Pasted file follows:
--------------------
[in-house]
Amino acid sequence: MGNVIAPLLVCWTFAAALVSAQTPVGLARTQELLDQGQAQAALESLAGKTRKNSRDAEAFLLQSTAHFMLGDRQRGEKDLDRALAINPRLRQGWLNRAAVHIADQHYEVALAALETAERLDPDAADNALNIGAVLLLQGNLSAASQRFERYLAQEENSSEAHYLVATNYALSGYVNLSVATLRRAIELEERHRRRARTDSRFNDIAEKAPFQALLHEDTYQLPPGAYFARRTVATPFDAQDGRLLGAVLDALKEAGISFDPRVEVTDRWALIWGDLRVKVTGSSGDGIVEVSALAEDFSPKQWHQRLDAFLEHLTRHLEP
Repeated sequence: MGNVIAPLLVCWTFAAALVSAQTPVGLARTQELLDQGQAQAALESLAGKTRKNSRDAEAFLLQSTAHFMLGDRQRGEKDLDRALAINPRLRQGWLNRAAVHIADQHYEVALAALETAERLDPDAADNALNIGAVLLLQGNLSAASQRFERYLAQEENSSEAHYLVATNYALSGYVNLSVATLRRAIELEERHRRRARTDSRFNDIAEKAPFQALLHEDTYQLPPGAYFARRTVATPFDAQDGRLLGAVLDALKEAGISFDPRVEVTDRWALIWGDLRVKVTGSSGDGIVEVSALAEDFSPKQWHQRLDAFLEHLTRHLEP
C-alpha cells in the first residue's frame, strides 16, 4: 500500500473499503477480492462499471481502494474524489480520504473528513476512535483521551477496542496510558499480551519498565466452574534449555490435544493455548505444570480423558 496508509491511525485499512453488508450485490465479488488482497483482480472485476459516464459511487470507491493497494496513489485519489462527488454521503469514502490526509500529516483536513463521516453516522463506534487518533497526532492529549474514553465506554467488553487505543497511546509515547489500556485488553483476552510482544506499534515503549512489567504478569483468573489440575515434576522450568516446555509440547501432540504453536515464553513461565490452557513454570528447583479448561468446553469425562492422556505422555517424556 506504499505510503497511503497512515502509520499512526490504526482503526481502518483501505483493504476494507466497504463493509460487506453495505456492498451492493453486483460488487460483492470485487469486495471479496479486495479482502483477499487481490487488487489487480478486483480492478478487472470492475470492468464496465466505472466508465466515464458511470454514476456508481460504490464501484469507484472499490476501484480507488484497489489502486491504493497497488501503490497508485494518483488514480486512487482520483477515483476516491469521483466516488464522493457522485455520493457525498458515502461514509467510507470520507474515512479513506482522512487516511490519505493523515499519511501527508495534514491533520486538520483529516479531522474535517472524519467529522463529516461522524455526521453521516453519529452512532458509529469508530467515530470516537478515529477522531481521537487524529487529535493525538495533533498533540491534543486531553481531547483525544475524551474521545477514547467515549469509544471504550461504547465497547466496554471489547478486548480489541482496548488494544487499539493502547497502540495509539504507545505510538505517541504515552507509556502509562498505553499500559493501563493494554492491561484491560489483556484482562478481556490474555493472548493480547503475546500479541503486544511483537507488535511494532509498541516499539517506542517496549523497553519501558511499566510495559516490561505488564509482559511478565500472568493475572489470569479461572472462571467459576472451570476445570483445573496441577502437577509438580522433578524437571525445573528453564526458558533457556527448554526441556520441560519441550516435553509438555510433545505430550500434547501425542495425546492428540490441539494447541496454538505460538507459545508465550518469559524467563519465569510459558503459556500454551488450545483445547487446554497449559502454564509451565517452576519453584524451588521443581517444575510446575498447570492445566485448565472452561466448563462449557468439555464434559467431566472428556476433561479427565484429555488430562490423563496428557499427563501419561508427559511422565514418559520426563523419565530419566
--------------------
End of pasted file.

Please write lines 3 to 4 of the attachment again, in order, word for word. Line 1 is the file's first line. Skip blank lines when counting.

Repeated sequence: MGNVIAPLLVCWTFAAALVSAQTPVGLARTQELLDQGQAQAALESLAGKTRKNSRDAEAFLLQSTAHFMLGDRQRGEKDLDRALAINPRLRQGWLNRAAVHIADQHYEVALAALETAERLDPDAADNALNIGAVLLLQGNLSAASQRFERYLAQEENSSEAHYLVATNYALSGYVNLSVATLRRAIELEERHRRRARTDSRFNDIAEKAPFQALLHEDTYQLPPGAYFARRTVATPFDAQDGRLLGAVLDALKEAGISFDPRVEVTDRWALIWGDLRVKVTGSSGDGIVEVSALAEDFSPKQWHQRLDAFLEHLTRHLEP
C-alpha cells in the first residue's frame, strides 16, 4: 500500500473499503477480492462499471481502494474524489480520504473528513476512535483521551477496542496510558499480551519498565466452574534449555490435544493455548505444570480423558 496508509491511525485499512453488508450485490465479488488482497483482480472485476459516464459511487470507491493497494496513489485519489462527488454521503469514502490526509500529516483536513463521516453516522463506534487518533497526532492529549474514553465506554467488553487505543497511546509515547489500556485488553483476552510482544506499534515503549512489567504478569483468573489440575515434576522450568516446555509440547501432540504453536515464553513461565490452557513454570528447583479448561468446553469425562492422556505422555517424556 506504499505510503497511503497512515502509520499512526490504526482503526481502518483501505483493504476494507466497504463493509460487506453495505456492498451492493453486483460488487460483492470485487469486495471479496479486495479482502483477499487481490487488487489487480478486483480492478478487472470492475470492468464496465466505472466508465466515464458511470454514476456508481460504490464501484469507484472499490476501484480507488484497489489502486491504493497497488501503490497508485494518483488514480486512487482520483477515483476516491469521483466516488464522493457522485455520493457525498458515502461514509467510507470520507474515512479513506482522512487516511490519505493523515499519511501527508495534514491533520486538520483529516479531522474535517472524519467529522463529516461522524455526521453521516453519529452512532458509529469508530467515530470516537478515529477522531481521537487524529487529535493525538495533533498533540491534543486531553481531547483525544475524551474521545477514547467515549469509544471504550461504547465497547466496554471489547478486548480489541482496548488494544487499539493502547497502540495509539504507545505510538505517541504515552507509556502509562498505553499500559493501563493494554492491561484491560489483556484482562478481556490474555493472548493480547503475546500479541503486544511483537507488535511494532509498541516499539517506542517496549523497553519501558511499566510495559516490561505488564509482559511478565500472568493475572489470569479461572472462571467459576472451570476445570483445573496441577502437577509438580522433578524437571525445573528453564526458558533457556527448554526441556520441560519441550516435553509438555510433545505430550500434547501425542495425546492428540490441539494447541496454538505460538507459545508465550518469559524467563519465569510459558503459556500454551488450545483445547487446554497449559502454564509451565517452576519453584524451588521443581517444575510446575498447570492445566485448565472452561466448563462449557468439555464434559467431566472428556476433561479427565484429555488430562490423563496428557499427563501419561508427559511422565514418559520426563523419565530419566